SYLVA — A mountain is moving.
The N.C. Department of Transportation has developed designs to adjust for that movement and repair a section of highway on Cowee Mountain in the coming months.
WNC Paving will begin a construction project in the next two weeks that will replace a failing wall and add a rock buttress for extra support on U.S. 23/441 between Franklin and Dillsboro.
“A section in Jackson County settled and shifted after a heavy rain event in February this year, and the road has settled several times since the road was built,” Division 14 Construction Engineer Ted Adams said. “Just like in the past, repairs were made by paving the road back to level. This summer, WNC Paving repaired or replaced much of the drainage.”
Those repairs aren’t enough to sustain the critical highway in the long run. This new construction, at an estimated cost of $13 million, will be much more significant than a paving or drainage project.
Geotechnical engineers from the NCDOT reviewed the location this summer and discovered the wall supporting the roadway had shifted. Such a shift signaled more than a drainage issue.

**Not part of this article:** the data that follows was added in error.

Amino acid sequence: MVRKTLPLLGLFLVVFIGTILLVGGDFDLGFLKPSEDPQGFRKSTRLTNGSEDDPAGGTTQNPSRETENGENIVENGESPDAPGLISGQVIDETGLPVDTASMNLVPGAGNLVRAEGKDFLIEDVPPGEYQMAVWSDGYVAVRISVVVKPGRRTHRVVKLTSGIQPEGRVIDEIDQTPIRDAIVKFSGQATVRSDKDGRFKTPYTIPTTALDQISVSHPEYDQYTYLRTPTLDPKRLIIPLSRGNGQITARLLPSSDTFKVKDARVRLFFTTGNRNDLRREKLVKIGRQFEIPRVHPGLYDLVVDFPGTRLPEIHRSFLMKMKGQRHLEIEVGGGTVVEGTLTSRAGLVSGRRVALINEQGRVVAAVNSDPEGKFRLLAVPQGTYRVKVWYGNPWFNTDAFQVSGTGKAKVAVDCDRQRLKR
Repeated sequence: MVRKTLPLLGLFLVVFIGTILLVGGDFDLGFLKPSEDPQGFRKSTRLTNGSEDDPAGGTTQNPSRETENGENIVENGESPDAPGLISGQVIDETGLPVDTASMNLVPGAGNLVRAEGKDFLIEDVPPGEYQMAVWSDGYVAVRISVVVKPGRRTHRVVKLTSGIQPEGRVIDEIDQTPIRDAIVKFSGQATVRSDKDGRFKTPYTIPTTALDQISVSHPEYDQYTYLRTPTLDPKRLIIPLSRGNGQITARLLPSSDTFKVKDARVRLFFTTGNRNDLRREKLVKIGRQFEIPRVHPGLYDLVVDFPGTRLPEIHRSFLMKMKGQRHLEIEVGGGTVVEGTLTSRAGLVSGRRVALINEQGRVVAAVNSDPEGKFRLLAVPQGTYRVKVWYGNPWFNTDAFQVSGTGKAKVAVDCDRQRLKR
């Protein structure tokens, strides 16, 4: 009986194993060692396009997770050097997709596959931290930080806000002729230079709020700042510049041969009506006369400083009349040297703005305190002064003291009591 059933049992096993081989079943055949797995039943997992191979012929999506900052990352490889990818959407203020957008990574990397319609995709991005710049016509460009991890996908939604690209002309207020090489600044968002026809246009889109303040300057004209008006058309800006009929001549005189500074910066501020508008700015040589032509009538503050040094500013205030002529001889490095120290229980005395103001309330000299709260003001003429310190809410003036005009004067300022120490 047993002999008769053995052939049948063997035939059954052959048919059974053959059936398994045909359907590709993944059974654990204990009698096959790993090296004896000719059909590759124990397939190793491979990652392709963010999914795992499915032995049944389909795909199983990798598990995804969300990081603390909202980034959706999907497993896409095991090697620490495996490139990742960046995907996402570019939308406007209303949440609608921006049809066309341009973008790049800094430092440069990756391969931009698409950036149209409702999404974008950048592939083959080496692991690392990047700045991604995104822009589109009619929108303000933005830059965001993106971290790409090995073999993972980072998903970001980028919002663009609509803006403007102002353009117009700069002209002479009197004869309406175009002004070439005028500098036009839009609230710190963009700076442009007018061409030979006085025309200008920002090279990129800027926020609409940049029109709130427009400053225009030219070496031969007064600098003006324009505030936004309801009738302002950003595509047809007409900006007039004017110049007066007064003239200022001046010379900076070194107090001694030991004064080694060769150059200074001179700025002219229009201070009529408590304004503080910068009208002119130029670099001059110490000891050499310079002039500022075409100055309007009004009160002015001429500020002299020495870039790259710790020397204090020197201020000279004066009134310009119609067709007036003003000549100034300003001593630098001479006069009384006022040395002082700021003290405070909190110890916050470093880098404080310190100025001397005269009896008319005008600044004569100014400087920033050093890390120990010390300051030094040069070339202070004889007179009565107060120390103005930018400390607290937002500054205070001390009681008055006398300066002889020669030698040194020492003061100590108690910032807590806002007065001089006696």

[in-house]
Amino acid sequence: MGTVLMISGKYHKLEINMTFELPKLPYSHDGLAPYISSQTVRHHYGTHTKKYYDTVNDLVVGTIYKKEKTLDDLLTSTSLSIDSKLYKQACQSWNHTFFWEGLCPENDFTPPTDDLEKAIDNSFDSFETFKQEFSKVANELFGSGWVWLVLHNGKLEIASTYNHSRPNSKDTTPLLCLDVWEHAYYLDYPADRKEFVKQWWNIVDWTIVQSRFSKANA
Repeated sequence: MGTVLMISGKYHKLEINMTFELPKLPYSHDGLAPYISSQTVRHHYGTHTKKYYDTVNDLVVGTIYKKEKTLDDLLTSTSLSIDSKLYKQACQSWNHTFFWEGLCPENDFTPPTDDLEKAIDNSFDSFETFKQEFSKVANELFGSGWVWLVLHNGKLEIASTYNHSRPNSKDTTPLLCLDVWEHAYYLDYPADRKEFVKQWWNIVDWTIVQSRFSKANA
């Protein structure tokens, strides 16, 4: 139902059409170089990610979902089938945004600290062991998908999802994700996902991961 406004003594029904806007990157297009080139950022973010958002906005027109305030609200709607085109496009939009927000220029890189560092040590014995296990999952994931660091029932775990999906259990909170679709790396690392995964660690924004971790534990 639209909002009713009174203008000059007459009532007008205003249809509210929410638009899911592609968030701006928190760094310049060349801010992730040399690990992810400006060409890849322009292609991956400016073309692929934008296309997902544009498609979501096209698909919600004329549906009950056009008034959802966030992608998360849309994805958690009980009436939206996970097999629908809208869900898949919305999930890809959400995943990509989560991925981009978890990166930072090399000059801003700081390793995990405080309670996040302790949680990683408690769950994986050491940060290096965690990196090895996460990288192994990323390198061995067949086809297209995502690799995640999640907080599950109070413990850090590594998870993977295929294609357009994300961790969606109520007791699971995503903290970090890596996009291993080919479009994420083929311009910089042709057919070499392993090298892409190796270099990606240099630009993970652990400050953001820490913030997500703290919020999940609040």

A complete geotechnical review — including soil borings — revealed the entire slope is moving. If that movement is not addressed, significant weather and simple time could lead to a collapse.
“Over the last two months, NCDOT has finished the analysis and design work to make a permanent fix to the failing wall and slope,” Adams said. “It is absolutely needed.”
Traffic will remain in a one-lane pattern utilizing the southbound lanes, much as it has over the summer, and the construction will last into the spring when good paving conditions return.
The first phase of the project involves excavating about 28 feet of dirt and rock from the two northbound lanes. Then a soil-nail wall will be built to support and stabilize the southbound lanes in use now. Once these steps are complete, the old wall will be removed and a rock buttress will be built to support the northbound lanes.
“We know that this highway is critical for people who live and work in Macon County and Jackson County, and folks who visit,” Adams said. “It is in everybody’s best interest to rebuild this section of road and create a long-lasting highway that will serve for many years to come.”
NCDOT reminds motorists to watch signs for construction information, remain alert, and obey the posted speed limit.